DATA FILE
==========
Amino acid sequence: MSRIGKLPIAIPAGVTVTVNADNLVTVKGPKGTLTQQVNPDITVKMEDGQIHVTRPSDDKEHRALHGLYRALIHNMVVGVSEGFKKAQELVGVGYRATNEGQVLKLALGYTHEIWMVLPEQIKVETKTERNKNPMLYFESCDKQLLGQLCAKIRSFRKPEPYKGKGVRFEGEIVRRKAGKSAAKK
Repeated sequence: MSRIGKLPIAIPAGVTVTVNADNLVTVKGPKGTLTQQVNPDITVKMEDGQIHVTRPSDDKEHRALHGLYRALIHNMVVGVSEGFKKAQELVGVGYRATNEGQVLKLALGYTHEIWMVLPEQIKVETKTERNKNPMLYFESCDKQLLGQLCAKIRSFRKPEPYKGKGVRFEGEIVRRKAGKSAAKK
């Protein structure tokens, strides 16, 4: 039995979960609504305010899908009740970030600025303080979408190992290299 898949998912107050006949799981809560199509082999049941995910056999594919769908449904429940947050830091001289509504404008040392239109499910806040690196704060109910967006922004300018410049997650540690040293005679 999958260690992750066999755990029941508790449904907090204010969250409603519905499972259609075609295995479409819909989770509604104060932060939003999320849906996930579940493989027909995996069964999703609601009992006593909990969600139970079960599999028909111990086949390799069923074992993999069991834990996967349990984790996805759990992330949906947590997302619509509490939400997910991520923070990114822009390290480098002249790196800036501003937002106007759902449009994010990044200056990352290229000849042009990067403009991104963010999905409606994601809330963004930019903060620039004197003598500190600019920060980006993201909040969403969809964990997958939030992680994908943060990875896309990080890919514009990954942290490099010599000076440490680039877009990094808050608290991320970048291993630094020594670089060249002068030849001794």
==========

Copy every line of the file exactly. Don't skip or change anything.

Amino acid sequence: MSRIGKLPIAIPAGVTVTVNADNLVTVKGPKGTLTQQVNPDITVKMEDGQIHVTRPSDDKEHRALHGLYRALIHNMVVGVSEGFKKAQELVGVGYRATNEGQVLKLALGYTHEIWMVLPEQIKVETKTERNKNPMLYFESCDKQLLGQLCAKIRSFRKPEPYKGKGVRFEGEIVRRKAGKSAAKK
Repeated sequence: MSRIGKLPIAIPAGVTVTVNADNLVTVKGPKGTLTQQVNPDITVKMEDGQIHVTRPSDDKEHRALHGLYRALIHNMVVGVSEGFKKAQELVGVGYRATNEGQVLKLALGYTHEIWMVLPEQIKVETKTERNKNPMLYFESCDKQLLGQLCAKIRSFRKPEPYKGKGVRFEGEIVRRKAGKSAAKK
């Protein structure tokens, strides 16, 4: 039995979960609504305010899908009740970030600025303080979408190992290299 898949998912107050006949799981809560199509082999049941995910056999594919769908449904429940947050830091001289509504404008040392239109499910806040690196704060109910967006922004300018410049997650540690040293005679 999958260690992750066999755990029941508790449904907090204010969250409603519905499972259609075609295995479409819909989770509604104060932060939003999320849906996930579940493989027909995996069964999703609601009992006593909990969600139970079960599999028909111990086949390799069923074992993999069991834990996967349990984790996805759990992330949906947590997302619509509490939400997910991520923070990114822009390290480098002249790196800036501003937002106007759902449009994010990044200056990352290229000849042009990067403009991104963010999905409606994601809330963004930019903060620039004197003598500190600019920060980006993201909040969403969809964990997958939030992680994908943060990875896309990080890919514009990954942290490099010599000076440490680039877009990094808050608290991320970048291993630094020594670089060249002068030849001794």